Repeated intravitreal injections of anti-vascular endothelial growth factor-A (VEGF) pharmaceuticals are the cornerstone of neovascular age-related macular degeneration (nAMD) management.1–4 Multiple attempts have been made to reduce the burden of nAMD care delivery by decreasing the dosing frequency of anti-VEGF pharmaceuticals.
Quarterly dosing with intravitreal anti-VEGF injections is a relatively common approach to managing eyes with nAMD and has been studied using both fixed5–7 and treat-and-extend strategies.8–14 Fixed quarterly ranibizumab (Lucentis; Genentech, South San Francisco, CA) treatments in the phase 3 PIER trial maintained baseline visual acuity (VA) through 1 year but did not achieve the VA gains observed with fixed monthly treatment.5 EXCITE and SAILOR similarly concluded that quarterly ranibizumab dosing was insufficient to maintain the VA gains achieved with monthly dosing.6,7
Prospective treat-and-extend trials have demonstrated that a meaningful proportion of eyes can maintain a dry macula with quarterly dosing and achieve similar VA gains as observed with monthly dosing. Cumulatively, using bevacizumab (Avastin; Genentech, South San Francisco, CA), ranibizumab or aflibercept (Eylea; Regeneron Pharmaceuticals, Tarrytown, NY), these studies have reported that 22% to 38% of patients are able to achieve an interval of 11 weeks or more between re-treatments.8–14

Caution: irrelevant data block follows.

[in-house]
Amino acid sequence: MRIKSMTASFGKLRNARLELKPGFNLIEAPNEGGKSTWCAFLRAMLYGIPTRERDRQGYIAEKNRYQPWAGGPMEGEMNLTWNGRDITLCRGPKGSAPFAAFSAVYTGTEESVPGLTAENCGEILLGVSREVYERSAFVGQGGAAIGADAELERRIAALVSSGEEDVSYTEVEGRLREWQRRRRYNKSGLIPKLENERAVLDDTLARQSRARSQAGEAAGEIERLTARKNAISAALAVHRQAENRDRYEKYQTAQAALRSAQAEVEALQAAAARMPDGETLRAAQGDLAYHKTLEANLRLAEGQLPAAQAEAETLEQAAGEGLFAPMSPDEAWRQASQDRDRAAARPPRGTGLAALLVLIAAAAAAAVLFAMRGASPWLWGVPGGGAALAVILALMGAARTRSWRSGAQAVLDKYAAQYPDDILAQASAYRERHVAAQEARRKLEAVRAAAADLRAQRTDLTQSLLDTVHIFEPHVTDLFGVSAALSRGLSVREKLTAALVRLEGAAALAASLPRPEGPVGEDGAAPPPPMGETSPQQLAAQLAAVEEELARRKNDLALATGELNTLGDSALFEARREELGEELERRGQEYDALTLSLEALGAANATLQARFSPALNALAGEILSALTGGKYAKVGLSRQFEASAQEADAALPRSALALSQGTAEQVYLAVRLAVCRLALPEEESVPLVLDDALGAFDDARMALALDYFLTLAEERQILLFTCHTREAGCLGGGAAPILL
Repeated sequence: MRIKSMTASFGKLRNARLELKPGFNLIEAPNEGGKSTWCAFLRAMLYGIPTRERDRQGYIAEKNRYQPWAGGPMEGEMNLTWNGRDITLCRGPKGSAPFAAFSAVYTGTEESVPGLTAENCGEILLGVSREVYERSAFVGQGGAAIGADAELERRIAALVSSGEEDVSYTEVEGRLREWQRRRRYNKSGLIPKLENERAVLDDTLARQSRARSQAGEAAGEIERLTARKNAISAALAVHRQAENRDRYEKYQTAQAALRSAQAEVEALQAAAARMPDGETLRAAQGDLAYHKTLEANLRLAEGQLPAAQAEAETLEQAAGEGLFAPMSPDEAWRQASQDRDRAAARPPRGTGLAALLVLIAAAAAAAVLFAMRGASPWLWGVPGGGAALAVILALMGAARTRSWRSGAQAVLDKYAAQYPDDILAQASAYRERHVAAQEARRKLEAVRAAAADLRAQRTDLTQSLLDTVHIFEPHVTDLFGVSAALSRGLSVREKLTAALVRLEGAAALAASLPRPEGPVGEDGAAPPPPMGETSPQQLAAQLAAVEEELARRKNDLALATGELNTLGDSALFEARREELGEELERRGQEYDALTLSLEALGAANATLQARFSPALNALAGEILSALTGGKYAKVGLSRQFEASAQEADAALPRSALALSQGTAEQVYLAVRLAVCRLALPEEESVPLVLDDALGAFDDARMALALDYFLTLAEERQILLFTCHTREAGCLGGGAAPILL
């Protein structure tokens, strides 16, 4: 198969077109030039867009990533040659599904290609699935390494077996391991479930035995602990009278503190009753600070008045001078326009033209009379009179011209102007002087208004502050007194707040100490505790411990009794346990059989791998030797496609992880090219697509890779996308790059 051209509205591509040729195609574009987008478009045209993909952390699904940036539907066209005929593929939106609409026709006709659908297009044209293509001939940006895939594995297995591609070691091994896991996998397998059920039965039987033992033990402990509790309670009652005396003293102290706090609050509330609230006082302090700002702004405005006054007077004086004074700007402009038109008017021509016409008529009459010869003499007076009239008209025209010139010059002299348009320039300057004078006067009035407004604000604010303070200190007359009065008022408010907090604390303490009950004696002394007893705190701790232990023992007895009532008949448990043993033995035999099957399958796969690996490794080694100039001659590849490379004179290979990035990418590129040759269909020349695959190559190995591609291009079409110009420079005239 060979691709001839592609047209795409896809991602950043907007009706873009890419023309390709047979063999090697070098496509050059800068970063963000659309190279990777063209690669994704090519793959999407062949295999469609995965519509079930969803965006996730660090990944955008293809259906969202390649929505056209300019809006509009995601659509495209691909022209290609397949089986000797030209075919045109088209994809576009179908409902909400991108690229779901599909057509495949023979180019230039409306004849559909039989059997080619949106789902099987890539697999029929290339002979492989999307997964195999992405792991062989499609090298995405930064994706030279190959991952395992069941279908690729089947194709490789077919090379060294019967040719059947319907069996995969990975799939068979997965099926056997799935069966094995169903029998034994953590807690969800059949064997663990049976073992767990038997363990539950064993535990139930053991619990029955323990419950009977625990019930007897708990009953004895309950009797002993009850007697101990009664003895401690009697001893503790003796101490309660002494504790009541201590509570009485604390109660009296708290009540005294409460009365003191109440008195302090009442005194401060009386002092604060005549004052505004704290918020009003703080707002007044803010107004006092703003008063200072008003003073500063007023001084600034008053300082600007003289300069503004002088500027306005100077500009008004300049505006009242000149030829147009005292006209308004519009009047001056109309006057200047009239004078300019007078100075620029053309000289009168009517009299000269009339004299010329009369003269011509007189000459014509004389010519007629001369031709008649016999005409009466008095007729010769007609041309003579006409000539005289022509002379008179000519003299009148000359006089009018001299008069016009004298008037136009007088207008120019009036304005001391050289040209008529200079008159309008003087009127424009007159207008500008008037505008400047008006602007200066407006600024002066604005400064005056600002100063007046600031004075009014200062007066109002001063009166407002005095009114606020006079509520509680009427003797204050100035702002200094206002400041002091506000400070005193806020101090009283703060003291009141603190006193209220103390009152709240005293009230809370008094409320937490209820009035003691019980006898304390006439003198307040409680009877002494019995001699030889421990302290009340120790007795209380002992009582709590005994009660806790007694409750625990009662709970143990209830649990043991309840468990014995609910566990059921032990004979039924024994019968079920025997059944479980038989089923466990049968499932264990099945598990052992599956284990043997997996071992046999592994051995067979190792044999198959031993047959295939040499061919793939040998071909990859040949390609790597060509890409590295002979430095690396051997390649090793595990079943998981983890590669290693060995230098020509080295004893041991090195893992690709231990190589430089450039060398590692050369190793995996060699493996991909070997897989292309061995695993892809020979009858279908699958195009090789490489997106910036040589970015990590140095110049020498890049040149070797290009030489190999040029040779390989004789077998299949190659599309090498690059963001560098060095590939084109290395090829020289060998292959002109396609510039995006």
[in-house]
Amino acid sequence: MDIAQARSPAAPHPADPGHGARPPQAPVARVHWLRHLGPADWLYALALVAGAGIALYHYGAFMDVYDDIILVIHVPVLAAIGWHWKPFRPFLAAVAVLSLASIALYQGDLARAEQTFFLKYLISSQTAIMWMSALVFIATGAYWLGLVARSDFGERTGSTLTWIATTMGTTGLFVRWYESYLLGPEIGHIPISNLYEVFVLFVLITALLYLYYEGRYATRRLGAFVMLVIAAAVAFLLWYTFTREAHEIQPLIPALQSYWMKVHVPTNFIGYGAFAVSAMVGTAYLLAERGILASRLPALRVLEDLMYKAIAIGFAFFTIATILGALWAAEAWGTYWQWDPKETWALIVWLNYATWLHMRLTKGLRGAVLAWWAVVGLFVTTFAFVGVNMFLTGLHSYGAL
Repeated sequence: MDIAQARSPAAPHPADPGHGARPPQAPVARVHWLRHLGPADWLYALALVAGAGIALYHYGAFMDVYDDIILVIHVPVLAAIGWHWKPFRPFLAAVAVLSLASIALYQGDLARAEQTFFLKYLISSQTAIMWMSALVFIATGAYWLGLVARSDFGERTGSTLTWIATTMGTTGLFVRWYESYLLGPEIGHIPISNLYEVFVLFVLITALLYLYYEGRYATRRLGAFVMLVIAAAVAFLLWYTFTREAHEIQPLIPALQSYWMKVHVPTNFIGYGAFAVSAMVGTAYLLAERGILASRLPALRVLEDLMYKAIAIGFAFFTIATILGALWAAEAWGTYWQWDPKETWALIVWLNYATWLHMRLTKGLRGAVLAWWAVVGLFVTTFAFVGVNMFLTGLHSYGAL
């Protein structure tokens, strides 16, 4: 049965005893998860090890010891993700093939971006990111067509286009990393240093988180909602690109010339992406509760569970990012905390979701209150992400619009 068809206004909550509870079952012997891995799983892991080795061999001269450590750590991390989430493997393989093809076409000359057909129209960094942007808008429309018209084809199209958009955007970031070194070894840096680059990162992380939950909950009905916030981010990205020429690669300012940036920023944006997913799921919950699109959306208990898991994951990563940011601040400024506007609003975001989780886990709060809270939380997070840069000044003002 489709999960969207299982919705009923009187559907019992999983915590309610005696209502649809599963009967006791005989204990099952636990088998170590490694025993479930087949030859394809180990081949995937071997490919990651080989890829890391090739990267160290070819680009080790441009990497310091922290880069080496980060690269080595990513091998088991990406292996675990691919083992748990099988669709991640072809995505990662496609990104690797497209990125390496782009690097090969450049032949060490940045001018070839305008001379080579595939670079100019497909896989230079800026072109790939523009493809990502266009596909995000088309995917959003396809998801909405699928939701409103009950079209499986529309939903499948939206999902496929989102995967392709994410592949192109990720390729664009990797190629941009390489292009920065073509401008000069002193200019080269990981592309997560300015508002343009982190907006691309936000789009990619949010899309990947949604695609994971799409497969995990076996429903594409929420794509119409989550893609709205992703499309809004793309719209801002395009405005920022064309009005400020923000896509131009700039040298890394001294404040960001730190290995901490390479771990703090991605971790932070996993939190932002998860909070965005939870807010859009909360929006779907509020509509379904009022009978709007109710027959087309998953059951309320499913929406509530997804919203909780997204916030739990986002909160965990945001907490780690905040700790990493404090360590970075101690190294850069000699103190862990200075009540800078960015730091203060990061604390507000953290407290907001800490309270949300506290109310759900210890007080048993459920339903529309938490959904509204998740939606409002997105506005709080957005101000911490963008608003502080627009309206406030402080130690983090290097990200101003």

The current study aimed to characterize the clinical course and rates of exudative disease recurrence among nAMD eyes receiving quarterly anti-VEGF dosing in real-world practice.
Patients and Methods
Records of 6,809 patients receiving intravitreal anti-VEGF injections for nAMD from 2005 through 2017 within a large retina-only practice, Retina Consultants of Houston, Houston, Texas, were retrospectively reviewed. Institutional review board (Houston Methodist Hospital, Houston, Texas) approval for chart review was obtained. All study procedures adhered to the tenets set forth in the Declaration of Helsinki and the Health Insurance Portability and Accountability Act.
Patients were included if they had been managed exclusively within the same practice since initial nAMD treatment and received five or more consecutive injections intentionally at intervals of 11 to 15 weeks, defined as quarterly dosing, without exudative disease recurrence during this time. Patients unintentionally treated at an interval of 11 to 15 weeks due to missed visits were excluded. Demographics, clinical variables, and documented reason(s) for transition to and from quarterly dosing were recorded.